FLAVOUR EXPATS March 14th - (Backdoor Kitchen VS The Hungry Hakka)

Supperclubs & Popups | Chinese | Italian | Malaysian | Singaporean | BYOB | Eat and Meet | Pop Up | Supperclub

Rating: 8.5

hosted by FlavourExpats by Backdoor Kitchen

Event Photo


The Hungry Hakka is how Wen Lin Soh, founder of Edible Experiences, decided to label herself for this series. The Hakka, nicknamed the Jewish of China, are nomad people who left everything behind in order to allow the future generations to live in a better place. If some of their culture is slowly fading away, the food roots remain strong. The Hungry Hakka is determined to make the name of her people hard to forget for chef Rob!

Come and see one of the rare Wen's kitchen appearance! The destiny of world cusine is up your fork!


Complimentary glass of Prosecco offered by the BackDoor Kitchen

Starter - Comfort food


HAKKA: Samsui Chicken - A celebratory dish of silky poached chicken thigh, wrapped in cool crisp lettuce and dressed in a sassy ginger garlic sauce. Hear the story of how the poverty of the Hakkas in China led to the unlikely financial independence and social freedom of Hakka women working as Samsui women (construction workers) in South East Asia.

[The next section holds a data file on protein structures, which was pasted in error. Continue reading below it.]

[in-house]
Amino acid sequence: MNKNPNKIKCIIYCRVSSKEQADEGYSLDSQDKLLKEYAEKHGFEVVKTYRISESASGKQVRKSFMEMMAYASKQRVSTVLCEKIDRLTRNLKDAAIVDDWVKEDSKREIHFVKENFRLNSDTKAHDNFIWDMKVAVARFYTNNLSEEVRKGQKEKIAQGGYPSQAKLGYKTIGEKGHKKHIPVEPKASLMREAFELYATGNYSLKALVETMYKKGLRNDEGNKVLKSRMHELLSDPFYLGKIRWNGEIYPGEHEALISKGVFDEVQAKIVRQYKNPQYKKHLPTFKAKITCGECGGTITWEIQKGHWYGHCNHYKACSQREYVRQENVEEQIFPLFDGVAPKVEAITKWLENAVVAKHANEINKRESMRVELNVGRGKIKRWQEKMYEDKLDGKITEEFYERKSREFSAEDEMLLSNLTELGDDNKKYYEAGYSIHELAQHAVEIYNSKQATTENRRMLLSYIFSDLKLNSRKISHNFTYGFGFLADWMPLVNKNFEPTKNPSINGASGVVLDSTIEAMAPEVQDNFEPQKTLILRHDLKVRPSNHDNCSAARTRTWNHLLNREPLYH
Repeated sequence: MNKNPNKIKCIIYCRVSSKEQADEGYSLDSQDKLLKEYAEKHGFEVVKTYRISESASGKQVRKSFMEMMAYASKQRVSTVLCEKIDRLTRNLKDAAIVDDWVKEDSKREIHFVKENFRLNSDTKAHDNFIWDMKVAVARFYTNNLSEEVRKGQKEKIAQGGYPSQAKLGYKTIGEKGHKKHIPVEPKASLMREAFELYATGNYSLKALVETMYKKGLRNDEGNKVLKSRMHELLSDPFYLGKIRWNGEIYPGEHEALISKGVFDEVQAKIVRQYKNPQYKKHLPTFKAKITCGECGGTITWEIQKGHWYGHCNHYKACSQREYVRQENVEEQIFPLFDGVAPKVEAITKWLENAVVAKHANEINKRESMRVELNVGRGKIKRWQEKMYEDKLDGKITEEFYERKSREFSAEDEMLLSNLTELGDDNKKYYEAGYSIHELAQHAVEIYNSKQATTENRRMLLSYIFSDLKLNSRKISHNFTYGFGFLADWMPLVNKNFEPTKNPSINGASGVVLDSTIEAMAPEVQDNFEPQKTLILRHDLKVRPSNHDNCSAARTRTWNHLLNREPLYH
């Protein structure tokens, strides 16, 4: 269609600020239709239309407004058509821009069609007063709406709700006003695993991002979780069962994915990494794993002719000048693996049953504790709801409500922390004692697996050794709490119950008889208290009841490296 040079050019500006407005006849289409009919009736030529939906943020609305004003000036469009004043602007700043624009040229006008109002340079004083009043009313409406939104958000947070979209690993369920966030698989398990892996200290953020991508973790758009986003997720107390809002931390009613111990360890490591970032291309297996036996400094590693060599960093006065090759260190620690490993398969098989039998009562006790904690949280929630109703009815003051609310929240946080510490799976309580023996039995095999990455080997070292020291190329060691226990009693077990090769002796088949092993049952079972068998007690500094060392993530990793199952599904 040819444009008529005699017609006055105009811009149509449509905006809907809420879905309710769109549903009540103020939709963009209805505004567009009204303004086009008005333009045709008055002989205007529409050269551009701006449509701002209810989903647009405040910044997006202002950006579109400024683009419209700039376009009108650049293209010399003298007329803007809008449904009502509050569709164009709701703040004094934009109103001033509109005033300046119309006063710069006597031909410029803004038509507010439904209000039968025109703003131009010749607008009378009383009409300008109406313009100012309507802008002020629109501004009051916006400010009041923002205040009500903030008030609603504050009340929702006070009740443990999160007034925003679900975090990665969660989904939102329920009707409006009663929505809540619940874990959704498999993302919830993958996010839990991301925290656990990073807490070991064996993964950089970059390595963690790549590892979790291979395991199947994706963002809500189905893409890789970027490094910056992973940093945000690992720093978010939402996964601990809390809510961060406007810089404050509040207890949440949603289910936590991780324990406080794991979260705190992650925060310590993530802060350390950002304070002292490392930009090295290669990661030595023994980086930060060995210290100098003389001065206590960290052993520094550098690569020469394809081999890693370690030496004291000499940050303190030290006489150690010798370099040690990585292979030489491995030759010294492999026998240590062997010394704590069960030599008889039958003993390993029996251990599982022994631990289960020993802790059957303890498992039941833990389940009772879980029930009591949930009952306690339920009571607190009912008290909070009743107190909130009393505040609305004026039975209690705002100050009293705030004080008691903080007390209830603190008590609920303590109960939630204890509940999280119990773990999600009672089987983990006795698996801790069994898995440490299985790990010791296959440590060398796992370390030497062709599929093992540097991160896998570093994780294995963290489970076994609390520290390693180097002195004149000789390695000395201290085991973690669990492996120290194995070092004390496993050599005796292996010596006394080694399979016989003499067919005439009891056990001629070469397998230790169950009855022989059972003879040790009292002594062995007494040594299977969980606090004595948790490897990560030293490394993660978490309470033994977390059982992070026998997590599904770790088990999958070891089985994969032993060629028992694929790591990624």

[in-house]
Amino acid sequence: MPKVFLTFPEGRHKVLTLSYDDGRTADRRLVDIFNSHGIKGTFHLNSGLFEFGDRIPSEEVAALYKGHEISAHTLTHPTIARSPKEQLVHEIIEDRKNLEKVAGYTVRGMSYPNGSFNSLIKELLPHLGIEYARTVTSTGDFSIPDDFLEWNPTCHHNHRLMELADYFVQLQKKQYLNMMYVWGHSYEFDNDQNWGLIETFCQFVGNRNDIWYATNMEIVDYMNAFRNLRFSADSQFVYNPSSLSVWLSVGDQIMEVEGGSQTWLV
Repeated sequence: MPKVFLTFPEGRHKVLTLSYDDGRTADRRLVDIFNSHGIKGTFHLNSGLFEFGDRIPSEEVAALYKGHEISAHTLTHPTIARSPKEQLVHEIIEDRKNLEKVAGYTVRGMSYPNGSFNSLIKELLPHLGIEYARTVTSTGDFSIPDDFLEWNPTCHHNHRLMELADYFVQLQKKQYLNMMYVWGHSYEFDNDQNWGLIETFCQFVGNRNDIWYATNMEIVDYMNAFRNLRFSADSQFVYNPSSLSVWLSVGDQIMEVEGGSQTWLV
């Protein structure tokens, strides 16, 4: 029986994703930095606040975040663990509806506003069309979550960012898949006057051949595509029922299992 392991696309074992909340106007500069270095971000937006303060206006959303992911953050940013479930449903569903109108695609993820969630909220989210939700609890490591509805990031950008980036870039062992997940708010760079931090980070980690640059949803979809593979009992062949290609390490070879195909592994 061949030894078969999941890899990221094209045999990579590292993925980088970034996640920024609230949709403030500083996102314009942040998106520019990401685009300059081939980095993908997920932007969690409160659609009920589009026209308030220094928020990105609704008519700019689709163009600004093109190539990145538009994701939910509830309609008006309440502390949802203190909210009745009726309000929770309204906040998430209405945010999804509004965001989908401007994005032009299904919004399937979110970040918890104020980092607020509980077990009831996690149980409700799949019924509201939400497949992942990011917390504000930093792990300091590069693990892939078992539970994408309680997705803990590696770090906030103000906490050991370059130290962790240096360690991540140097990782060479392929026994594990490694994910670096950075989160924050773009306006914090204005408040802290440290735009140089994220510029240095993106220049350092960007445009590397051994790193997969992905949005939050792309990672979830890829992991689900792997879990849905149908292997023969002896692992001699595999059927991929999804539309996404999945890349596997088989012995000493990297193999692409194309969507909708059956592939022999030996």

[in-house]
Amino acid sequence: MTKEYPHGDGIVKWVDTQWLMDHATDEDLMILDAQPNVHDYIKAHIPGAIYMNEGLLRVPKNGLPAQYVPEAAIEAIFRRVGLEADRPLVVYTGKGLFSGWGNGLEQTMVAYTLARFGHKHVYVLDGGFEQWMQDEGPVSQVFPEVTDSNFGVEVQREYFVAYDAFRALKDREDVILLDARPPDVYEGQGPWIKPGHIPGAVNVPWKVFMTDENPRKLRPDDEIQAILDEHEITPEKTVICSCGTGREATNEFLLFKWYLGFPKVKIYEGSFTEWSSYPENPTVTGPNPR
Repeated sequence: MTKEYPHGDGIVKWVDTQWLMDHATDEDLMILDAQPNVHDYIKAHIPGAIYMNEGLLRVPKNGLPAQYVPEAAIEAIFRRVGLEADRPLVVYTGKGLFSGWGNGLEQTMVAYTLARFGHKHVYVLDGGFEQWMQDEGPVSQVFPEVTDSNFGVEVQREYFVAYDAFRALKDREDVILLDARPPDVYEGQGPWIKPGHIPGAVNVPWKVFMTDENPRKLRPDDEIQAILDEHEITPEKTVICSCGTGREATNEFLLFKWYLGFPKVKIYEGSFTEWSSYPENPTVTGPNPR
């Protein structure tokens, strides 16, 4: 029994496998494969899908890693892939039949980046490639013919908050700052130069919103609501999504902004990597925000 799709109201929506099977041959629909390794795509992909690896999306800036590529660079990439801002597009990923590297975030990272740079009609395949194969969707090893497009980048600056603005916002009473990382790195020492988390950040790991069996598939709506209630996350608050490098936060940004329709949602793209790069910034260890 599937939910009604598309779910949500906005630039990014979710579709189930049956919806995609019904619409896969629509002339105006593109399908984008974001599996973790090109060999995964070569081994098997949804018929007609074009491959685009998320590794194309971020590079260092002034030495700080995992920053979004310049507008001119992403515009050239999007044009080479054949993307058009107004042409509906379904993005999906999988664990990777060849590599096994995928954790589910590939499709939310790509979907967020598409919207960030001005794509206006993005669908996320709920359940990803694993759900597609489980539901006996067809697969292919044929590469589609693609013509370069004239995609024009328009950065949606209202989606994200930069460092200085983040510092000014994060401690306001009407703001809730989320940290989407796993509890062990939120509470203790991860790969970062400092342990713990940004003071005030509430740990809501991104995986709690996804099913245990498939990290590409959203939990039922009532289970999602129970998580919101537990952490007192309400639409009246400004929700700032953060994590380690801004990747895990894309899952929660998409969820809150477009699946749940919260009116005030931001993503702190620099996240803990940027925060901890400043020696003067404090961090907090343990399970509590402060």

ITALY: Fettuccine ripassate Mari e Monti - There is one thing that will make feel an Italian at ease as nothing else: his daily dish of pasta. Rob will make some homemade Fettuccine a Pasta with a Parma ham, mushroom, pea sauce with just a touch of tomato and cream (as his Nonno used to love) topped with a char-grilled prawn skewer. Get your pillow ready as this is pasta dreamland! 


Main - Pork Belly!

HAKKA: Mui Choy Siew Yoke - Sweet-salty slow cooked pork belly with pickled greens. Many Hakka recipes have faded and morphed along with dispersing generations, but this dish holds fast in the memories of Hakkas, from Panama to Penang. Even vegetarians haven't been able to resist this temptation from Wen. Find out why.


ITALY: Porceddu! Crispy Pork Belly flavoured with myrthle berries, thyme, bay leaf, garlic and black pepper. Slowly cooked to get the most succulent crackling. This is Rob's take on Sardinian classic. Served on a bed of braised onion, with a roasted carrot and celery side, and a luscious spoonful of Rob's secret gravy!



An Italian inspired dessert followed by a Hakka Chinese kick ass bomb of sweetness

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Contrasts, good food and lots of laughs

Rating: 9

Dave Hollander attended in March 2014, reviewed on 17 March 2014

Sometimes there's nothing more delightful than a surprise. I've tried various regional Chinese cuisines, but had never heard of the Hakka before. Up against this in the good-natured East-West cook-off were Backdoor Kitchen's exemplary Italian dishes.

So, would novelty trump the seemingly familiar on the night? Would any of the wines we had chosen match? Would our waistbands accommodate six courses of culinary adventuring?